The properties of Titanium that allow it to be a ‘biocompatible’ material are its corrosion resistance, surface texture, steric hindrance, and hydrophobicity that allow the metal to result in an ideal, low-grade cellular response. The main reason that Titanium-based alloys are commonly used in body jewellery is that Titanium is highly corrosion resistant and non-toxic. The most commonly used Titanium alloy is ASTM F-136 Titanium, which is made in using a very stringent safety protocol and is alloyed with 6% Aluminium, and 4% Vanadium. This is why you might see some jewellery brands talking about TiAl6V4 – That is a specific alloy!

Rogue exclusively stocks verified ASTM F-136 Titanium jewellery, such as this large-gauge BCR from Anatometal.

Implant Grade?

So, where does the term ‘implant-grade’ come into things? Implant-grade is, again, a very specialised term that has been co-opted. These days it is more often used as a sales buzzword by disreputable brands as they know it is something that more educated customers will be looking for. As much as we wish it was as easy as googling ‘implant-grade Titaniun’ and being able to trust that what you buy is going to be safe, the vast majority of Titanium body jewellery on the market is unverifiable and does not meet any grade of safety. We need to look at what ‘implant-grade’ actually means, and how a material can get to that point!

‘Implant Grade’ is a coverall term for any materials that meet certain ASTM designations. There are multiple implant-grade ASTM designations, including (from most to least common): ASTM F-136, ASTM F-1295, and F-67. There is also an implant grade designation for Steel, which is ASTM F-138.

The ASTM (American Society for the Testing and Materials) is an international standards organisation that (as only a part of its work) ensures that any materials that are to be used in surgical implants meet specific standards of safety. The ASTM scope covers the chemical, mechanical and metallurgical requirements of the material and ensures that it is safe to be put inside the human body. This standard is almost like a recipe – How the Titanium is alloyed, heated and cooled, how it is stored and how it can be further processed into useable items. This standard (which is many pages long!) is what the Titanium manufacturers must meet in order to sell their metals as ASTM F-136 or otherwise compliant. As you can imagine, this can be quite an expensive process. This means that any ASTM F-136 Titanium brought to market will be considerably more expensive that non-ASTM F-136. For some jewellery manufacturers, it is simply cheaper and more profitable to purchase unverified Titanium and manufacture jewellery from it than it is to purchase safe materials. When your customers are only looking for the word Titanium, and aren’t checking the ASTM or ISO standards of it, then why would you bother? In some cases, jewellery manufacturers or Titanium manufacturers will even go as far as to falsify this documentation – This has happened before! This means that the jewellery market is awash with ‘Titanium’ that may be marketed to clients as safe to wear, when it is anything but.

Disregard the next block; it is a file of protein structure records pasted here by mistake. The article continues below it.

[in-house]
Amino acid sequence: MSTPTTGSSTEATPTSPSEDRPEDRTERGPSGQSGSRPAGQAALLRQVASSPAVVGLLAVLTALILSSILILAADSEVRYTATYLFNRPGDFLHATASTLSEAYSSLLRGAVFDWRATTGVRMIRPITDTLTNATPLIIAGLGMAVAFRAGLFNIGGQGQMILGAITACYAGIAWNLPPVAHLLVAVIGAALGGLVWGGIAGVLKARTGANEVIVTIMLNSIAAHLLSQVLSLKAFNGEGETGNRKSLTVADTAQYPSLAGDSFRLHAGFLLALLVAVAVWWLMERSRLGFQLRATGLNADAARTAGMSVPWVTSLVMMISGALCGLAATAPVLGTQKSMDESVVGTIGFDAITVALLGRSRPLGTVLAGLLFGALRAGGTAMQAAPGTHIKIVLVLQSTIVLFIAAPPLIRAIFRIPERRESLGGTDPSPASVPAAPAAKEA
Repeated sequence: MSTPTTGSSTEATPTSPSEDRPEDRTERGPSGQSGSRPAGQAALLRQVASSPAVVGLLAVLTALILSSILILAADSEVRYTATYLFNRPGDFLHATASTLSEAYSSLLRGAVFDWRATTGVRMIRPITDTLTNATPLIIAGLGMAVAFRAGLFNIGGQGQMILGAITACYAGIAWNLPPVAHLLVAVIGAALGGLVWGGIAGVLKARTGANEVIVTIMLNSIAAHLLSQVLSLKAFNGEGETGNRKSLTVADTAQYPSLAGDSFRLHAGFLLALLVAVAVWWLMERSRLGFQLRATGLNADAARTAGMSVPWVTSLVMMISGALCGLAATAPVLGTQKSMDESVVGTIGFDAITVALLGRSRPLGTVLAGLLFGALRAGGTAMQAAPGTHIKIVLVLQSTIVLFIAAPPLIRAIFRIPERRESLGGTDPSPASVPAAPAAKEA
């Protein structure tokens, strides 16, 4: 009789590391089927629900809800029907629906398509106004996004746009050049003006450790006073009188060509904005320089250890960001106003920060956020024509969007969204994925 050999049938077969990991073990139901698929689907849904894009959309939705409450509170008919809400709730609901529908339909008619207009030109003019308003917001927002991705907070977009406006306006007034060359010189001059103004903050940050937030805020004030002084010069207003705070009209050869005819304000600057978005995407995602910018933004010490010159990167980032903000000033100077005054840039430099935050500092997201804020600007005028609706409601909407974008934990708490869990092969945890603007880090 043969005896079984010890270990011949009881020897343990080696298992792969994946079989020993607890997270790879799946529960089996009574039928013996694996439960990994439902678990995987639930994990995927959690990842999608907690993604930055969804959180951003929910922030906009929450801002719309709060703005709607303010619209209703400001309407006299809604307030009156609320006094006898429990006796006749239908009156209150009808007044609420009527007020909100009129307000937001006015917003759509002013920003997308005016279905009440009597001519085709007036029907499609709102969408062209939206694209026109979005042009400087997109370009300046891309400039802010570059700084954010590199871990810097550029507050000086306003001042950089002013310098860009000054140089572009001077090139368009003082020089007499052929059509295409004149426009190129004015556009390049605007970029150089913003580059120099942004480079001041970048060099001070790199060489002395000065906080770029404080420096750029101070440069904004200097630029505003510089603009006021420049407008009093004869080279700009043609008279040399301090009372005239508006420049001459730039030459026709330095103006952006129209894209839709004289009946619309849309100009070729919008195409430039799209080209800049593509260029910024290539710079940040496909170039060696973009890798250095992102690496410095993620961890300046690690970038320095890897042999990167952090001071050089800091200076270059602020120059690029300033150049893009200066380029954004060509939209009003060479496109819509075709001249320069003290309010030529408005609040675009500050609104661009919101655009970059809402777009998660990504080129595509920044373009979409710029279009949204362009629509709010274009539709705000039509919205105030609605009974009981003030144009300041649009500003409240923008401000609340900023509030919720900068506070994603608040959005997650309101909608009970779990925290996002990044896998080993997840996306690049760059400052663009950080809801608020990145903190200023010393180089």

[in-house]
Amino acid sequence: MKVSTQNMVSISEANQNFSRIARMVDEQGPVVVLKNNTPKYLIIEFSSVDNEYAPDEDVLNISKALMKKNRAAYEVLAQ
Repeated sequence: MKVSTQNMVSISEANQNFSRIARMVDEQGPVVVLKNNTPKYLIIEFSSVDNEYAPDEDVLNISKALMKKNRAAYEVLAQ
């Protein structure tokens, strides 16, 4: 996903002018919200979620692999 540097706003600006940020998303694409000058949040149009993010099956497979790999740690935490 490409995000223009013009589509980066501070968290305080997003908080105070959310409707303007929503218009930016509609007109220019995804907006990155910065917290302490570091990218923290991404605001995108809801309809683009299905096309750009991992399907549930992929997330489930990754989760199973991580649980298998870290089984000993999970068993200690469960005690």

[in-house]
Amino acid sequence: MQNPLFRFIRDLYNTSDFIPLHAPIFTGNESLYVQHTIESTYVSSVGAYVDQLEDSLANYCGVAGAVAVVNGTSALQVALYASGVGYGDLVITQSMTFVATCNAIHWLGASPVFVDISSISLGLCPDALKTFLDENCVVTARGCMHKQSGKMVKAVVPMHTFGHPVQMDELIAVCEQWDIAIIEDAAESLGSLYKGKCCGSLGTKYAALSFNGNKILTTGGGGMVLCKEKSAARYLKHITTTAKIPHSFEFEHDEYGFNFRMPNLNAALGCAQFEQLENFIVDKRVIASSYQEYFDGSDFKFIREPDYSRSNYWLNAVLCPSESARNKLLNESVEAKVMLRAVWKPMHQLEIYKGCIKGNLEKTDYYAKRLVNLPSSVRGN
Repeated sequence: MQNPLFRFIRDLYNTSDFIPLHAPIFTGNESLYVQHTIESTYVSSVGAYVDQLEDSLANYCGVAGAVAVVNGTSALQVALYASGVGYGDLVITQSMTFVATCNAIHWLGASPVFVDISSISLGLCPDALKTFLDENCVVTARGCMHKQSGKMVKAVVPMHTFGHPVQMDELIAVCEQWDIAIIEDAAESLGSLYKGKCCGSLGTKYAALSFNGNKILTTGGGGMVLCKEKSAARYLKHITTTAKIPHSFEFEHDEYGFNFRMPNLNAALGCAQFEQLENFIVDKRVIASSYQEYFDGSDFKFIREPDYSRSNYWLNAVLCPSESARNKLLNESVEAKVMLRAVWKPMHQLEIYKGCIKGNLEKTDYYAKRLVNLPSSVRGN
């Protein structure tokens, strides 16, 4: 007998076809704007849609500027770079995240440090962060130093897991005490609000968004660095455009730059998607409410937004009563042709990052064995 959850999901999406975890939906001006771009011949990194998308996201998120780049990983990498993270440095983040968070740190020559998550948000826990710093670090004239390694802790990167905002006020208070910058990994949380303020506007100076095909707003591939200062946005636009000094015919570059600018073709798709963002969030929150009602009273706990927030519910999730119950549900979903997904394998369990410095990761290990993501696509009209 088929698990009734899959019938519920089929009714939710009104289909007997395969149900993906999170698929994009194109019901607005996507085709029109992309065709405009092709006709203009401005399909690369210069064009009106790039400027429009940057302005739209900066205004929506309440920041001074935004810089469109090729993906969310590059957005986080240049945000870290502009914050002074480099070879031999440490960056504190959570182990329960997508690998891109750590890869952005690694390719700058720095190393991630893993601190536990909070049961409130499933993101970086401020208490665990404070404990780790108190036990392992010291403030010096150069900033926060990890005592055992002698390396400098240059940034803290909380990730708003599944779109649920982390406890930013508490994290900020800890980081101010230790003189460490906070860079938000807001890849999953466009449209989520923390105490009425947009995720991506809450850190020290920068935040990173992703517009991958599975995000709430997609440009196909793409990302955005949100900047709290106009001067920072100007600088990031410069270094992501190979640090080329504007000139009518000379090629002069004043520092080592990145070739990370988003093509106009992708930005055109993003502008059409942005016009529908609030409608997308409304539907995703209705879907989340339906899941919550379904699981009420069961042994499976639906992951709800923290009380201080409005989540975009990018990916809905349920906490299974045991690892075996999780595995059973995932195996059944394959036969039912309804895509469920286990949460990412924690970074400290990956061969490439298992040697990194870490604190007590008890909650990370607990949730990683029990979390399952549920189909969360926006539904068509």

Some jewellery manufacturers will choose not to use ASTM F-136, and instead use other grades of Titanium. A commonly seen grade is G23 – This alloy is (confusingly) also TiAl6V4! G23 Titanium, otherwise known as ASTM B-348 GR23, is not an implant-grade metal, and is not a safe substitute for ASTM F-136. G23 Titanium has only been designated for use in commercial, industrial and engineering purposes. In other words, this Titanium grade belongs in aeroplanes and space ships – Not the human body! G23 is actually an overarching category that does include ASTM F-136 Titanium, which is a much refined and more heavily tested sub-version. As you can see, the world of safety testing is very confusing and this is part of the reason why certain jewellery companies can get away with misleading their customers.